“In my belief that a large acquaintance with particulars often makes us wiser than the possession of abstract formulas […]”
from William James, preface, The Varieties of Religious Experience (1902).
Colin McGinn is asked what some of the best reasons are for not believing in God, and responds with (transcribed from here, at approx. 20:00):
“Well, the classic argument against [God] is the problem of evil. Even religious people find this one very uncomfortable. So the argument is simply, God is meant to be a being who is all-knowing, all-powerful, and all-good. So, how come there is suffering and pain in the world? Why does God allow it? God, if he’s all-good, thinks it’s bad that this should occur, would rather it didn’t occur, like any decent person, and yet he lets it occur. Now, that would be okay if he didn’t have the power to change it, but he’s all-powerful, we’re told by religious people he intervenes all the time in various ways. So, why doesn’t he intervene to prevent the death of a child or the torture of a prisoner? He doesn’t do it. So, you don’t want to conclude from that that God is actually quite a bad person – that’s a conceivable conclusion you might draw. But what you conclude from it is that the combination of these two characteristics is inconsistent. He’s all-good and he’s all-powerful – you need all-knowing too, because he has to know what’s going on – but it’s essentially the conflict between all-good and all-powerful and the existence of evil.”
Philosophers like easy ways of showing that something is absolutely a yes or a no based on conceptual arguments, instead of developing probabilistic arguments that rely on various strands of empirical evidence of varying degrees of strength.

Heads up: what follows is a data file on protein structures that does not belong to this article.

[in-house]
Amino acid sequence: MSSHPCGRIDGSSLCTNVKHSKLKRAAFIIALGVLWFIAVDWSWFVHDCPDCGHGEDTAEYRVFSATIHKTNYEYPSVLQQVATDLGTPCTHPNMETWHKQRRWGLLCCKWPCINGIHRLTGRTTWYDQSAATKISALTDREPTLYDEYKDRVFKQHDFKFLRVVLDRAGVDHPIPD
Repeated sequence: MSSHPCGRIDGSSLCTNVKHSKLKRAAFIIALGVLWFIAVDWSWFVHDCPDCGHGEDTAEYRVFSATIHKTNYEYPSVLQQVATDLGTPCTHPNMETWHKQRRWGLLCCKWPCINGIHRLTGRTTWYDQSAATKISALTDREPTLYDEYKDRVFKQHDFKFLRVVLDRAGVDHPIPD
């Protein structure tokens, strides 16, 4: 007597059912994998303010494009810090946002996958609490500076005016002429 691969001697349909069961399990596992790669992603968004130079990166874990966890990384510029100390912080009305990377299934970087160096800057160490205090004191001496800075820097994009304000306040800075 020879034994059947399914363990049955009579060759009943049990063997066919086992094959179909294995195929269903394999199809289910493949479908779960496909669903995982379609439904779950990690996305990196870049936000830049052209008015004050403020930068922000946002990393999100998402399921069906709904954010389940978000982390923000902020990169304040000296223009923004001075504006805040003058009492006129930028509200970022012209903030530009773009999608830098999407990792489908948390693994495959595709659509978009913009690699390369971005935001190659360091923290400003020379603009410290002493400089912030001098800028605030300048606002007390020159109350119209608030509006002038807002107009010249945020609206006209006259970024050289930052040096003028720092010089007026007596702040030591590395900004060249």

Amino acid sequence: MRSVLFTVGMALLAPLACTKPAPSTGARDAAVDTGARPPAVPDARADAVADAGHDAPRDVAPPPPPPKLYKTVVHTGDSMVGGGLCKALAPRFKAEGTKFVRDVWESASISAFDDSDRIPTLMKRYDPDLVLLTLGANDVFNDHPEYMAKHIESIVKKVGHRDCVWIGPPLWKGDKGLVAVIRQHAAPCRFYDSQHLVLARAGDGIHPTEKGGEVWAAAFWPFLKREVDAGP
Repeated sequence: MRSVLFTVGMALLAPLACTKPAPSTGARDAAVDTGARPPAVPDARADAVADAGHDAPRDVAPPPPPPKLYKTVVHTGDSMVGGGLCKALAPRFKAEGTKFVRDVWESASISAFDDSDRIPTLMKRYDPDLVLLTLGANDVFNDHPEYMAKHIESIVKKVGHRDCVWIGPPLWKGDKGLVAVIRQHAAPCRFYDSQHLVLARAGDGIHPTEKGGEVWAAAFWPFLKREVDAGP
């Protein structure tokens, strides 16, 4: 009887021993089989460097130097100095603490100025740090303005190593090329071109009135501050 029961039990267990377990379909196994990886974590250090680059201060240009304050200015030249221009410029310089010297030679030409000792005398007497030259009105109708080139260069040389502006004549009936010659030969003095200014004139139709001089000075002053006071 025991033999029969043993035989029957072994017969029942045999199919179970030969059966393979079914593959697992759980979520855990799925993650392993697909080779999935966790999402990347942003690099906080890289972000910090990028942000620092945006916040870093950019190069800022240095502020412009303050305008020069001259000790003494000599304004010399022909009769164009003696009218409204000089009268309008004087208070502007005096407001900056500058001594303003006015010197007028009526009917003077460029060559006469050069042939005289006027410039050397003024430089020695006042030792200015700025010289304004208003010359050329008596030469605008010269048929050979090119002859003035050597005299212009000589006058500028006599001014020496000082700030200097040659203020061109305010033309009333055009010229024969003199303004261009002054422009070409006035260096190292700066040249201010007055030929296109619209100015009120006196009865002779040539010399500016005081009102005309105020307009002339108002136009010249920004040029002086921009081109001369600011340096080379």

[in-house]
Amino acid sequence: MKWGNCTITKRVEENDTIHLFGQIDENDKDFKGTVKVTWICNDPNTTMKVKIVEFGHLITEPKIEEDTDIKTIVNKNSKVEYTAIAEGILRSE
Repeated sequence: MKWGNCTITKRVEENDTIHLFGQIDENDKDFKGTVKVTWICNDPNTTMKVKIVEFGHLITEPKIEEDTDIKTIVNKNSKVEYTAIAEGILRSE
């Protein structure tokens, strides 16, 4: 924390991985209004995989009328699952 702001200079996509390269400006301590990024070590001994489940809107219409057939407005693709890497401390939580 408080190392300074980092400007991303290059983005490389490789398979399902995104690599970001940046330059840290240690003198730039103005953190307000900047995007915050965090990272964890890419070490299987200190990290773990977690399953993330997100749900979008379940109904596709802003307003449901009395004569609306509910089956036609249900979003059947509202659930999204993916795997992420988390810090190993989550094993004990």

For example, most contemporary theists’ conceptions of God probably aren’t centrally that of an omniscient-omnipotent-omnibenevolent being – rather, their concepts of God are centralized around various experiences, anecdotes, and so on, which fit in with daily practices (and so on) that seem to work, which they then might fit with theories they’ve heard or thought up based thereupon.
Arguments, then, against the existence of “God” that attack a particular theological conception must reckon with the fact that, if successful, all they’ve done is knock a somewhat artificial theological add-on off of an empirical body. It is as if I were to show that a contemporary theory of gravity is incoherent, and then declare “Gravity doesn’t exist!” The problem is that objects still fall when I release them, and so on, and these phenomena are what’s important and what give rise to various theories of gravity.
Central idea: what sustains and motivates theism is people’s experiences, not theological constructs like the above which to a large extent supervene on the experiences, et. al.